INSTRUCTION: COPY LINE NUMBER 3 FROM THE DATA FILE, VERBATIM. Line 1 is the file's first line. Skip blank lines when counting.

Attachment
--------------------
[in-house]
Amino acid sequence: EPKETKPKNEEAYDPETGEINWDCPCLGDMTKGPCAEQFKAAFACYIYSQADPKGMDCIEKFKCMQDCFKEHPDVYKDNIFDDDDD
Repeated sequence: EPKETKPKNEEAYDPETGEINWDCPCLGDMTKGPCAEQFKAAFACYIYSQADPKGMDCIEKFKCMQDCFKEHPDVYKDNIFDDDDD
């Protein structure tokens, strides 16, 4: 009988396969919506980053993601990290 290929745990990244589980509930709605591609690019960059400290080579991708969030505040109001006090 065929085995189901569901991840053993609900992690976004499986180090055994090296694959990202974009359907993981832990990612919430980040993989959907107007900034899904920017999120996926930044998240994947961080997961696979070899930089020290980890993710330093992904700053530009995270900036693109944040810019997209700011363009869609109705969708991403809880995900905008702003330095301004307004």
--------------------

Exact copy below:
Repeated sequence: EPKETKPKNEEAYDPETGEINWDCPCLGDMTKGPCAEQFKAAFACYIYSQADPKGMDCIEKFKCMQDCFKEHPDVYKDNIFDDDDD